By Andrew Nicholson, Managing Director of Nicholson Consultancy Ltd
After more than three decades of applying Lean in the West, perhaps the most important thing – and one that we’re still learning – is that Lean is a philosophy and a way of life, not just a set of tools and techniques.
I strongly believe that Lean has a bright future as it is more relevant now than it’s ever been in today’s fast-changing, quality-driven business environment.
We seem to live in a society where many citizens have a deep distrust of politicians, government and business.
In response, many of us actively seek out people and organisations we feel we can trust, whose values and objectives we share or at least feel we have some common cause with.
This is one reason why I believe that genuinely Lean organisations will survive and prosper.
In my opinion, organisations that value an open, learning culture and have respect for people – one of the key tenets of Lean – will almost naturally adopt Lean as part of their way of doing business.
Because they learn, Lean organisations will adapt and improve, and most will ultimately succeed.
Their employees become genuinely engaged, they “buy in” to the values of their organisation and they continually ask “What’s the Lean way to do this?”
Customers receive real value from a Lean organisation and are actively consulted – even directly involved – in future developments. They also “buy in”, becoming loyal followers, advocates or even zealots.
We’ve also learnt that Lean means much more than just Lean Manufacturing.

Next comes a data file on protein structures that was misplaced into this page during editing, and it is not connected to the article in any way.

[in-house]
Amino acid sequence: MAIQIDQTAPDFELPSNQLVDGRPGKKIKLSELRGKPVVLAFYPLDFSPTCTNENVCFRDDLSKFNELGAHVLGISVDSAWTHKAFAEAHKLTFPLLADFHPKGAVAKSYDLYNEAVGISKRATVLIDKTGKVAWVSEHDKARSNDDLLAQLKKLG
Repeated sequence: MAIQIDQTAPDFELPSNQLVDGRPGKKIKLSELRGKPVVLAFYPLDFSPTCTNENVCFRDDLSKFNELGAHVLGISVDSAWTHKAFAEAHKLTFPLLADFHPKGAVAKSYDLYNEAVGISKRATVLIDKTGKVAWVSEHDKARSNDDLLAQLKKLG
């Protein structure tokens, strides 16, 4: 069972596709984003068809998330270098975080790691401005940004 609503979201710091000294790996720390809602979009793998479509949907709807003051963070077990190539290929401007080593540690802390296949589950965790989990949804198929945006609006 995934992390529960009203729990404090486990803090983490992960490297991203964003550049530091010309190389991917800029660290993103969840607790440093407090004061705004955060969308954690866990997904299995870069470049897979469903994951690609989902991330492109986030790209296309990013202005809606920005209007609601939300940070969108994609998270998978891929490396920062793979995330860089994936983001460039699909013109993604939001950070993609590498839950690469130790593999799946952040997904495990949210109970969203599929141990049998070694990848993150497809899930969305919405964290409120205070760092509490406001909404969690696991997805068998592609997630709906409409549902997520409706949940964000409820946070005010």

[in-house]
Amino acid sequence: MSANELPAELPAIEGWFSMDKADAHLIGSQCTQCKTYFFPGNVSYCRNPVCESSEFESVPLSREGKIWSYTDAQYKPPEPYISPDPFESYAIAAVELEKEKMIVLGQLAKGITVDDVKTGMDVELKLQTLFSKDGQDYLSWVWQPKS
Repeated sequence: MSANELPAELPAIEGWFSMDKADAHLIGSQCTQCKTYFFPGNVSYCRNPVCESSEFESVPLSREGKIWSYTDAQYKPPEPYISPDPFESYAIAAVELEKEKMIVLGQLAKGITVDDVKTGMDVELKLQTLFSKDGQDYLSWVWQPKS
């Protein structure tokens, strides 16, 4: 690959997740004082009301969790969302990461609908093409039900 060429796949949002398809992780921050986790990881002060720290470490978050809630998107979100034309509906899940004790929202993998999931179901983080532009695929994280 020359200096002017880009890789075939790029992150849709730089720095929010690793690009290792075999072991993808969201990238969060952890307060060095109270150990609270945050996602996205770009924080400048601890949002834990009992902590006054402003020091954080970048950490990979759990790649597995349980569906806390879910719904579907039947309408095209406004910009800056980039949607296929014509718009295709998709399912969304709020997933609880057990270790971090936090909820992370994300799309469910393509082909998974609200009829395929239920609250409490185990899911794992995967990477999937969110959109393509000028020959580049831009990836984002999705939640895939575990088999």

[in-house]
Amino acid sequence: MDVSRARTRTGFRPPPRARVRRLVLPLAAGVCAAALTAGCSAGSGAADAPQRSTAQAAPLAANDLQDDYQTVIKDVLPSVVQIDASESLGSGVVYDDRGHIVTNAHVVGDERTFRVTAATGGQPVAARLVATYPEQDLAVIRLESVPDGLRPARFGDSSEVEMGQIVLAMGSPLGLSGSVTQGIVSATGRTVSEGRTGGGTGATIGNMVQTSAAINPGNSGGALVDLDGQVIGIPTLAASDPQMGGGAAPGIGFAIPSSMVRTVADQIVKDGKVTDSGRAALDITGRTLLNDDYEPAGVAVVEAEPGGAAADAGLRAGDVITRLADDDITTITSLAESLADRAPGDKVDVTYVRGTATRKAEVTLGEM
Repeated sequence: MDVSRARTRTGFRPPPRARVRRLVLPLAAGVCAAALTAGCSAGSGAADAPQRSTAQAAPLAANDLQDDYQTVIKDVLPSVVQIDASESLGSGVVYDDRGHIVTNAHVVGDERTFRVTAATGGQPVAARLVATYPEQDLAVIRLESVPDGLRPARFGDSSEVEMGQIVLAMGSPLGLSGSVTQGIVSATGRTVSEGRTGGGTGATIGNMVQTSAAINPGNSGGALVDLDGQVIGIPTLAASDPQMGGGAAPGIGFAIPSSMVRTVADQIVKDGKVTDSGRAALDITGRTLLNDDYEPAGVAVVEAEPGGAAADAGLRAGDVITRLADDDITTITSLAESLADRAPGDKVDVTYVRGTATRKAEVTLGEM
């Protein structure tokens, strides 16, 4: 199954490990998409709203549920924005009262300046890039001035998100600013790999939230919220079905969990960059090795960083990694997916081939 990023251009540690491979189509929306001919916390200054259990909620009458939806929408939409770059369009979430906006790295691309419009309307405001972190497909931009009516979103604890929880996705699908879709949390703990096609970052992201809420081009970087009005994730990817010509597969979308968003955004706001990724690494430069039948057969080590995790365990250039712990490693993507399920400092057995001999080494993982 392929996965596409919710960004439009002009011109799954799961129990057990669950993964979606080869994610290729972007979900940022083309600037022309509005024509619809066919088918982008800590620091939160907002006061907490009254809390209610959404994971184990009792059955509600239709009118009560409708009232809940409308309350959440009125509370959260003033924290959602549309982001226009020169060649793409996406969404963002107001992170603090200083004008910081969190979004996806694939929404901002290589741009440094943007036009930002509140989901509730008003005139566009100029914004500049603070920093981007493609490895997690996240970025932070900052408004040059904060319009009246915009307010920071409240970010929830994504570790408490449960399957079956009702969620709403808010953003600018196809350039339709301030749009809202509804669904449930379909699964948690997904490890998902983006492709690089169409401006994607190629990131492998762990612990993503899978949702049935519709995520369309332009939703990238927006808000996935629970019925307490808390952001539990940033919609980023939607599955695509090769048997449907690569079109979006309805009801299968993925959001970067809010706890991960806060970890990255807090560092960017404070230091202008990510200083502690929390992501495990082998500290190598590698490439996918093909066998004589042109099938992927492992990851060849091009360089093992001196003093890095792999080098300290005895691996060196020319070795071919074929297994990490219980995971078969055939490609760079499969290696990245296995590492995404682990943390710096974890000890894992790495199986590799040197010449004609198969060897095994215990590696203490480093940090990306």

Although many manufacturers first use Lean tools and techniques in their production facilities, those who “get it” soon realise that there’s a lot more to manufacturing than production or assembly.
They go on to apply Lean across every area of their business, and then on through their Supply Chains, forming long-term partnerships with others who share their values and who also “think Lean”.
And Lean is spreading far beyond manufacturing. Healthcare, law enforcement, government and the military, software development and education are just some of the many areas where Lean principles are transforming traditional ways of working.
I see this as a continuing trend: applying the Lean philosophy to more and more organisations and sectors, and ultimately to more and more aspects of our daily lives – another reason why I believe that Lean has a bright future.
Finally, and particularly important in an economic downturn, we’re understanding that Lean is not about cost-cutting, outsourcing, off-shoring, down-sizing and lay-offs.
On the contrary, most of our clients are using Lean to grow, to in-source and to re-shore.
They understand that the true meaning of Lean is about delivering Value: truly understanding their customers’ needs, providing them with more and more genuine value, and exceeding their expectations.
Pulling all of this together then, into what you might call a Lean Mission Statement, I’d say that today’s Lean pioneers understand that their future success requires the marshalling of Purpose, People and Processes, to deliver value to customers, to employees and to stakeholders.
That’s why I see a bright future for those who truly embrace Lean. And in my next blog I’ll explain how this combination of Purpose, People and Processes is driving the future success of Lean organisations.